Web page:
Thursday, December 7, 2017

False Equivalency and the Burden of Proof

Time and again theists argue that, since atheists claim that God doesn’t exist, it is actually the atheists who have the “burden of proof” to show that God does not exist as they claim. When this happens, most atheists respond by saying that atheists in general “merely” lack a belief in God (or gods) and that they don’t actually make any claims that need to be proven. Theists, they say, are the ones who go around claiming that God does exist, and atheists simply say, “I don’t believe you” or perhaps even, “You have not provided me with any good reason, any compelling evidence or argument, to accept that your claim is true.”

Now, this is certainly true as far as it goes, but it often comes across as just a way to avoid the burden of proof by putting it back onto the theists without actually contributing anything to the discussion aside from saying, “I don’t have to prove anything, you do!” And some atheist take this a step further by actually acknowledging that atheists would indeed bear the full burden of proof of establishing that God does not exist if, in fact, they actually asserted that He didn’t exist instead of just stating their lack of belief.

Well, this is all well and good for atheist who really do just lack a belief in God, but it makes those of us who actually assert that no gods actually exist seem a bit irrational (which is, of course, exactly what the theists have in mind when making their claim about the burden of proof in the first place). Are we irrational to assert that no gods exist? Perhaps, but there are two important things to understand here:
  • “Absolute proof” only exists in the realm of pure mathematics in the first place, and the best anybody can ever actually be expected to provide is compelling evidence of whatever it is they happen to be asserting as true. Many theists actually seem to acknowledge this fact by claiming that the existence of God can neither be proved nor disproved (as a way of avoiding their own burden of proof) right before attempting to shift that supposedly impossible burden of proof onto atheists. Yes, they want to have it both ways: “God’s existence can be neither proved nor disproved, but it if it could be then it would be the atheist’s responsibility.”
  • While the “burden of proof” is on the person making a claim about something, not all burdens are equally onerous! In other words, there is a false equivalency in asserting that the burden of proof of somebody claiming there is no God is exactly the same burden of proof of somebody claiming there is a God.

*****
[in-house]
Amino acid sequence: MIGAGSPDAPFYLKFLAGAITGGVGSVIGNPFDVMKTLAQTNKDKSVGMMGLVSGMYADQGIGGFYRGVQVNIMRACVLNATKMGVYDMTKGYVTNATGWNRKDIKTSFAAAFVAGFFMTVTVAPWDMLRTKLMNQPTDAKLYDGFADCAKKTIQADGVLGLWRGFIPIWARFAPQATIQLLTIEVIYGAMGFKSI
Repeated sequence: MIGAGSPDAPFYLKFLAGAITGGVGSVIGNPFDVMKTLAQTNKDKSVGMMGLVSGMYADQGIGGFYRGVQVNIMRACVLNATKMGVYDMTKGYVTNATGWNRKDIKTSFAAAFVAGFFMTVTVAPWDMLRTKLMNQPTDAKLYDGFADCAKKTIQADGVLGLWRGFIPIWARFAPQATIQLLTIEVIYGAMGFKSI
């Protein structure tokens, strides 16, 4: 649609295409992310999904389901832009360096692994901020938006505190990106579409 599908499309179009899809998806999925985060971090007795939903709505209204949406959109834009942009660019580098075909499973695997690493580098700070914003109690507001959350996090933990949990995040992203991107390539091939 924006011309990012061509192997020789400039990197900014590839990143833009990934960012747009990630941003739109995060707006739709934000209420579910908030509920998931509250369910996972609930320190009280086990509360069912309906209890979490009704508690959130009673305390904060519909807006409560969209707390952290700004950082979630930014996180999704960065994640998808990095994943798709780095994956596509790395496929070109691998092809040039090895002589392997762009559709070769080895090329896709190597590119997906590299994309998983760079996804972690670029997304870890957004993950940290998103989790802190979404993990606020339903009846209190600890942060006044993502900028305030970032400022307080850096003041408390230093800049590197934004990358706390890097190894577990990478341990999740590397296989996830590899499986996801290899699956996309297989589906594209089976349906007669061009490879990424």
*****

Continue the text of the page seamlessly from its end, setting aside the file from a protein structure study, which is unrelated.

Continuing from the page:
Let me address these two points individually. 

1. Can the Existence of God Be Proved or Disproved?

Is it actually the case that the existence of God can neither be proved nor disproved? Well, again, if you are talking about “proof” as in the the absolute certainty only available in the realm of pure mathematics, then of course it is true. But that’s not really what most people mean when they talk about proving something. If asked to prove whether I have an apple in my hand, I can do so for all practical purposes by opening my hand and showing the apple that I’m holding. Nobody claims that the apple could just be an illusion, that perhaps our whole existence is merely a dream or a simulation. When somebody asks me to “prove” that I have an apple in my hand, they are merely asking for compelling evidence that I have an apple in my hand, and I can provide that compelling evidence simply by showing the apple.

Similarly, if asked to prove that I don’t have an apple in my hand, once again I can provide compelling evidence simply by opening my hand and showing that it is empty. This is what most people mean and expect when discussing proof in everyday life, and requiring something beyond compelling evidence when discussing the existence of God is nothing more than a dodge on the part of those people who know full well that they cannot provide any compelling evidence for their assertion. So the real question is not whether the existence or nonexistence of God can be “proved” but instead whether any compelling evidence can be provided as to its existence or not. 

2. Is the Burden of Proof the Same between Theists and Atheists? 

So, just how heavy is the burden of proof when it comes to providing compelling evidence for the non-existence of God and is it really the same as the burden of proof when it comes to providing compelling evidence for the existence of God? The answer to this can be summed up in a phrase made popular by the astronomer Carl Sagan, to wit: “Extraordinary claims require extraordinary evidence." When somebody makes an extraordinary claim (such as, say, that there exists an omnipotent, omniscient, and all-loving intelligent being who created the universe, appeared before various people, provided moral guidelines, performed all sorts miracles, made lots of promises about future events, etc.), the burden of proof becomes extraordinarily high.